The Soviets had invaded Afghanistan in December 1979 with 80,000 troops and 1800 tanks.  President Carter responded by cancelling private contracts to supply 17 million metric tons (MMT) of U.S. wheat and corn to the Soviet Union.  However, he chose to allow shipment of 8 MMT that had been agreed as part of the 1975 U.S.-Soviet Grains Agreement.  Sales in excess of the level assured in the Grains Agreement were embargoed.

Because grains are relatively fungible, and because numerous countries had surpluses available for export, the Soviets were able to replace most of the embargoed grain from willing suppliers.  Argentine agriculture did particularly well during that timeframe.  U.S. agriculture did not do so well.  Market prices had been relatively high, in large part due to strong export demand.  When a considerable portion of that demand evaporated with the stroke of a pen, commodity prices fell precipitously. 

The grain embargo became a potent political issue in the 1980 presidential campaign.  Ronald Reagan’s opposition to the embargo helped to boost his campaign in rural areas.  He took office in January 1981 and revoked the embargo three months later.

In retrospect, the grain embargo generally is seen as supporting the proposition that economic sanctions often inflict greater costs on the country imposing them than on the country at which they are aimed.

The new sanctions are expected to cut off some $15 billion in Russian imports from the EU.  Russia has been Europe’s second largest (behind the United States) export market for foodstuffs, accounting for 10 percent of the EU’s total foreign sales.  The United States has a smaller stake, with only $1.3 billion of food/ag exports to Russia.  That country has been the third largest market for U.S. poultry exports.  About 7 percent of U.S. poultry exports – valued at over $300 million – were shipped to Russia last year, down from 20 percent as recently as 2008.  Russia’s WTO commitments should prevent import restrictions based on political pressures.  Nonetheless, trade in poultry appears to have fluctuated over time in response to the influence of Russia’s domestic poultry producers.  (It’s worth noting that Russia’s import ban does not include either baby food or wine.  It’s not clear how those omissions should be interpreted.)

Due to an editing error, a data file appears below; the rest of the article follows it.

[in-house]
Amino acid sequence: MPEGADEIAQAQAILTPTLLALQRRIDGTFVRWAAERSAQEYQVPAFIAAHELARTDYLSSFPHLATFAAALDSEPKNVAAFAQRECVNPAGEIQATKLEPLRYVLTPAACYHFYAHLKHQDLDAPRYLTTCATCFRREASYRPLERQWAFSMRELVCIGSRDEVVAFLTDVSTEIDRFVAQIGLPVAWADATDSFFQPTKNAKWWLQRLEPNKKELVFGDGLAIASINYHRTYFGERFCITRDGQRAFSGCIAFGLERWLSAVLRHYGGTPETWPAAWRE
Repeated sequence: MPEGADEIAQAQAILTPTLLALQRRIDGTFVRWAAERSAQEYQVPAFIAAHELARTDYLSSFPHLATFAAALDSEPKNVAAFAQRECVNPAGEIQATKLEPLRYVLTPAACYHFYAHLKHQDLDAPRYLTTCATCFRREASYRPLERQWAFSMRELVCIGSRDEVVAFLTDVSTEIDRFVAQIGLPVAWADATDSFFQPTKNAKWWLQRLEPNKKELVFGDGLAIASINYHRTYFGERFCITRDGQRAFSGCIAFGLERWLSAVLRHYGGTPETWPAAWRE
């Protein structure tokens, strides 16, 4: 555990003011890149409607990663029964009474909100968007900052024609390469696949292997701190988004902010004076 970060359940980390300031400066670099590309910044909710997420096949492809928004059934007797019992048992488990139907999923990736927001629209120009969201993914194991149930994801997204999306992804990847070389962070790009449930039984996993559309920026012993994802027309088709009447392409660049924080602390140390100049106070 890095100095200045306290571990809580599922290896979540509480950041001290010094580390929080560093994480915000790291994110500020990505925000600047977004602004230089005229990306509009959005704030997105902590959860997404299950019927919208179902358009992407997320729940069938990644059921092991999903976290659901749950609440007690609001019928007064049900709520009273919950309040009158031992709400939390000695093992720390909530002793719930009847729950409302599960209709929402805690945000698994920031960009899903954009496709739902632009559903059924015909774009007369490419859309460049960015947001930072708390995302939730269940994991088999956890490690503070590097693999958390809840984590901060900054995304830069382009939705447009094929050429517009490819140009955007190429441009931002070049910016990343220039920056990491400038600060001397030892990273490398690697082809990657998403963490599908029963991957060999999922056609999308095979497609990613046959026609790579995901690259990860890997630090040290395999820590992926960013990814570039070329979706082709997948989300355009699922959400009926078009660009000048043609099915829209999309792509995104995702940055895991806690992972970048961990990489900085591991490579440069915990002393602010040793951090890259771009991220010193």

‘New Food Safety Bill Could Make Things Worse’

That’s not just my view; that’s the view of writer Barry Estabrook, an ardent critic of the food industry (“Politics of the Plate”), writing at The Atlantic. You needn’t go along completely with Estabrook’s dim view of industrialized agriculture to realize he’s right in one of his central contentions: “the proposed rules would disproportionately impose costs upon” small producers, including traditional, low-tech and organic farmers and foodmakers selling to neighbors and local markets. Even those with flawless safety records or selling low-risk types of foodstuff could be capsized by new paperwork and regulatory burdens that larger operations will be able to absorb as a cost of doing business. (Earlier here and here.)

Things could reach a showdown any day now. The food safety bill had stalled in the Senate under criticism from small farmer advocates, as the New York Times acknowledged the other day in an absurdly slanted editorial that somehow got printed as a news article. Now Harry Reid is talking about forcing the bill through before the midterms. Significantly – as advocates of the bill trumpet – large foodmakers and agribusiness concerns have signed off on the bill as acceptable to them. Well, yes, they would, wouldn’t they?

I was on TV the other week (Hearst news service) trying to make a few of these points. I borrowed my closing line from an excellent Steve Chapman column, which I was unable to credit on air, but can credit here.